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Books for the beach

10 July 2006

'Holidays offer an opportunity to extend reading time beyond that snatched half-hour on the train or the slack-jawed period before lights out, in which a kind of literary Groundhog Day dictates that you read the same page an apparent infinity of times without being any the wiser as to what's going on. Suddenly, there's a bit of time, a modicum of quiet and the prospect of an unfolding mental space in which to aim for something more satisfying than remembering to pay the congestion charge and getting through a day without being sacked.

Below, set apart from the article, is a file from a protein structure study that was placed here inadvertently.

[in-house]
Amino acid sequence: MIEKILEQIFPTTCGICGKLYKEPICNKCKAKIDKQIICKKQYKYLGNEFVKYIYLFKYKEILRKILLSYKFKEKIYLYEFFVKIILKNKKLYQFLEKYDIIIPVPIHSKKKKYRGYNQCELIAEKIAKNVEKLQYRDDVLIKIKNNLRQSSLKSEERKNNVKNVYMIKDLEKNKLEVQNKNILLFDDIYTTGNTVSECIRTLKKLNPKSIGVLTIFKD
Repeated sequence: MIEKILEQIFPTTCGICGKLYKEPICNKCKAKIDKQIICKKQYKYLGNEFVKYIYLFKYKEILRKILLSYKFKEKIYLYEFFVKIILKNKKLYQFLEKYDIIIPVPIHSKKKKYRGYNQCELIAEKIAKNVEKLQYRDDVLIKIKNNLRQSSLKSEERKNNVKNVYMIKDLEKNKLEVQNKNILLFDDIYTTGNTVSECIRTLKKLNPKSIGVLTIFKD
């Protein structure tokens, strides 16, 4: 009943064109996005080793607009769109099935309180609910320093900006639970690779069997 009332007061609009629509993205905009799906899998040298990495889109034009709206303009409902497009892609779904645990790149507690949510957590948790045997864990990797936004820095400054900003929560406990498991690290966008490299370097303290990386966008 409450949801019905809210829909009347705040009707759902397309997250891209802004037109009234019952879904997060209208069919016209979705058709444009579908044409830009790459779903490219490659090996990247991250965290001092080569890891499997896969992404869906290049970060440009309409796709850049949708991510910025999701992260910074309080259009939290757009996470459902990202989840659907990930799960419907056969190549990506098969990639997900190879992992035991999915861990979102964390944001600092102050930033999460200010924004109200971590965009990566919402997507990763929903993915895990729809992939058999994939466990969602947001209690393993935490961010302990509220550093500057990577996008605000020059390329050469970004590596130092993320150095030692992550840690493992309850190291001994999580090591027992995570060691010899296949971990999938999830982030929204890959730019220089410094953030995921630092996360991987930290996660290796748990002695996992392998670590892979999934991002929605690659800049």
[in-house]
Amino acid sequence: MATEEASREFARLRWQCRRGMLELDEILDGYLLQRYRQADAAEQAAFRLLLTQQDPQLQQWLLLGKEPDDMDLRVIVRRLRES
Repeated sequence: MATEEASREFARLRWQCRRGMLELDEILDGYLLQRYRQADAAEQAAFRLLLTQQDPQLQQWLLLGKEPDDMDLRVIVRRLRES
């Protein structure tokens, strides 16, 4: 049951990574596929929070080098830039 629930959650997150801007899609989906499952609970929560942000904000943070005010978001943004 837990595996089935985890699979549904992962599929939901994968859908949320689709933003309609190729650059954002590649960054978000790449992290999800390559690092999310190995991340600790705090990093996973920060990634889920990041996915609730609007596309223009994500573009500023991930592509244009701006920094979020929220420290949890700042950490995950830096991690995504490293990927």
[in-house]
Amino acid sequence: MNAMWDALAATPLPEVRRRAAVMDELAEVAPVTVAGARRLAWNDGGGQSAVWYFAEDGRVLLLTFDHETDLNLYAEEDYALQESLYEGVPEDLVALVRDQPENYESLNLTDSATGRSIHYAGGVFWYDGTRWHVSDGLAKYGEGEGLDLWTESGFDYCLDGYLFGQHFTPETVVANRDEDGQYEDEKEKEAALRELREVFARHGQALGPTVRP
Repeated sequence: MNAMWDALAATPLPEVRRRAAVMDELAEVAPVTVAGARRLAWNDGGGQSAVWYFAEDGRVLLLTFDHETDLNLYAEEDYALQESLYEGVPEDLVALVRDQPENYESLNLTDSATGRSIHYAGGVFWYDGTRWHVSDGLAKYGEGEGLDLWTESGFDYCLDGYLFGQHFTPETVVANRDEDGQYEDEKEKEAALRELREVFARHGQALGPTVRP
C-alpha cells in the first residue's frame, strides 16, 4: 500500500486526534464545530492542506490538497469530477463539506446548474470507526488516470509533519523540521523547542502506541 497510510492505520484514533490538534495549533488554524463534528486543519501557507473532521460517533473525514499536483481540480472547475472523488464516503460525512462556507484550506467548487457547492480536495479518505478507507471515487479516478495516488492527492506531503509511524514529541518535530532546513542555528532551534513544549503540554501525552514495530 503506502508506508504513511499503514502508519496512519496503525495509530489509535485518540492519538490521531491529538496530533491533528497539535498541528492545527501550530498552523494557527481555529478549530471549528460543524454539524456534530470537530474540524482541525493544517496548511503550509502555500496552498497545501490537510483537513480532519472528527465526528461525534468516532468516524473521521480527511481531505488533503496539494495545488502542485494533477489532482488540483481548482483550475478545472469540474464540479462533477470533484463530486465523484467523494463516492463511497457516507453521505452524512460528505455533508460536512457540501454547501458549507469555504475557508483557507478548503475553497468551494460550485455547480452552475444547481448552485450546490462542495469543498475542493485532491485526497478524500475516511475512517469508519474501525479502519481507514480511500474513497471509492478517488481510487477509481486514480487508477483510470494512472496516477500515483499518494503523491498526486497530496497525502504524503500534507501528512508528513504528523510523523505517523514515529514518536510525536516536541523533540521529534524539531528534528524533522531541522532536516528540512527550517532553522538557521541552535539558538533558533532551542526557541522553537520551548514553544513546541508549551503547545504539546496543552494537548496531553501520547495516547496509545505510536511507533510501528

The ensuing challenge is one that all book-lovers should light on with something approaching glee. You know you want something good, something engrossing, something that will hold your attention. You might know, broadly, the kind of things you like, but you're also beset by other imperatives. Should you seize the opportunity to immerse yourself in something out of your normal range? Should you satisfy the modern tourist's conscience by informing yourself about the place you're visiting? Should you work on those areas of your intellect that lie fallow during the rest of the year - renew your acquaintance with contemporary poetry, for example, or bone up on the development of porcelain in the Tang dynasty'

Alex Clark, introducing the Observer's summer reading list